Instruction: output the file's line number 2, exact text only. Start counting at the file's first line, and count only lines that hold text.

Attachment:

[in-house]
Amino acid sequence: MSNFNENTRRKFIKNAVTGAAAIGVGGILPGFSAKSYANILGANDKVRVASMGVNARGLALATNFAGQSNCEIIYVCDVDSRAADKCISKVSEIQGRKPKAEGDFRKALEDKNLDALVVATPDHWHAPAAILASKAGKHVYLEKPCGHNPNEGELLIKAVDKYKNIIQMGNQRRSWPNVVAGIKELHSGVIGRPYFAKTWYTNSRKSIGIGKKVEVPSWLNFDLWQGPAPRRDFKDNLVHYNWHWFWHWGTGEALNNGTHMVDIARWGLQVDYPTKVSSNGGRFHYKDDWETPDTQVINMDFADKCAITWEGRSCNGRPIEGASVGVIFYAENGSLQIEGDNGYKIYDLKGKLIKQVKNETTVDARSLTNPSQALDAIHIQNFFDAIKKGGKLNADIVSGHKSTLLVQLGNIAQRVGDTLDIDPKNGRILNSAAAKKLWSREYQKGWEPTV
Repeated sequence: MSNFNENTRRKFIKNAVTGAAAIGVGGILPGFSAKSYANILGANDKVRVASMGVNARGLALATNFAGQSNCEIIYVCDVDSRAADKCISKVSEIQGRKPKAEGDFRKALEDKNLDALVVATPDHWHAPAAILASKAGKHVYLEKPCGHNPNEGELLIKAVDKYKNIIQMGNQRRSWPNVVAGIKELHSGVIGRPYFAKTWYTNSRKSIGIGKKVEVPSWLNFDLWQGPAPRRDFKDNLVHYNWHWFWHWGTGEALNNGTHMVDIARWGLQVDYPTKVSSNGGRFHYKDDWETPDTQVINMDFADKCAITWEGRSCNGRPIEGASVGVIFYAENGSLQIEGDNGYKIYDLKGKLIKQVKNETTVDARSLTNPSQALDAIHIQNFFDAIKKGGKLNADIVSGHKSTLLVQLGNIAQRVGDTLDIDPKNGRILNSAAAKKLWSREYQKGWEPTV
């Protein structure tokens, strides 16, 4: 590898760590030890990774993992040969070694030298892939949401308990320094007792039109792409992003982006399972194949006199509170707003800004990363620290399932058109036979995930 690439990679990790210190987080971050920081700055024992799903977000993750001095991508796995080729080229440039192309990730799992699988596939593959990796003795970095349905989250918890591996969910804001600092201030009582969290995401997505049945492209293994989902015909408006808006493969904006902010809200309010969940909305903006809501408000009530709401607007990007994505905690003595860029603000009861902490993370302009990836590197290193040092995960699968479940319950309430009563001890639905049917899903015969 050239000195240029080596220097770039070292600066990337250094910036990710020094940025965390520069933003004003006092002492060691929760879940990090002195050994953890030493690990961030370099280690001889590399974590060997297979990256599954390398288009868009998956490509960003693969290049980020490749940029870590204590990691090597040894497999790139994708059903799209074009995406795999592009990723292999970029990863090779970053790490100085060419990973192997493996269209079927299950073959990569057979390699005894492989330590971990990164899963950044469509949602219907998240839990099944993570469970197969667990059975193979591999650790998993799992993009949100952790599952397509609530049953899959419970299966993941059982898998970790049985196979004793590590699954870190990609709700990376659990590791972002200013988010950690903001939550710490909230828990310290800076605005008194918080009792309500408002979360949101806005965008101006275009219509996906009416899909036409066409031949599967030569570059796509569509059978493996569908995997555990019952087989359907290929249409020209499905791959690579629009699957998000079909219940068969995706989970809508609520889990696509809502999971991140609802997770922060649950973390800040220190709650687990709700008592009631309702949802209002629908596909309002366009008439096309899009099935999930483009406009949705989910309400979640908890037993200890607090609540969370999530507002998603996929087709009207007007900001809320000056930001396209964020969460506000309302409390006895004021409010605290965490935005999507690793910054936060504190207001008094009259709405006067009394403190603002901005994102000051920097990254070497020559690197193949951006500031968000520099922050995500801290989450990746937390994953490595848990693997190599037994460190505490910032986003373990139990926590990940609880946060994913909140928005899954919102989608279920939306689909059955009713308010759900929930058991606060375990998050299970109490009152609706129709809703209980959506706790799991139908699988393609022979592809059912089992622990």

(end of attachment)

Amino acid sequence: MSNFNENTRRKFIKNAVTGAAAIGVGGILPGFSAKSYANILGANDKVRVASMGVNARGLALATNFAGQSNCEIIYVCDVDSRAADKCISKVSEIQGRKPKAEGDFRKALEDKNLDALVVATPDHWHAPAAILASKAGKHVYLEKPCGHNPNEGELLIKAVDKYKNIIQMGNQRRSWPNVVAGIKELHSGVIGRPYFAKTWYTNSRKSIGIGKKVEVPSWLNFDLWQGPAPRRDFKDNLVHYNWHWFWHWGTGEALNNGTHMVDIARWGLQVDYPTKVSSNGGRFHYKDDWETPDTQVINMDFADKCAITWEGRSCNGRPIEGASVGVIFYAENGSLQIEGDNGYKIYDLKGKLIKQVKNETTVDARSLTNPSQALDAIHIQNFFDAIKKGGKLNADIVSGHKSTLLVQLGNIAQRVGDTLDIDPKNGRILNSAAAKKLWSREYQKGWEPTV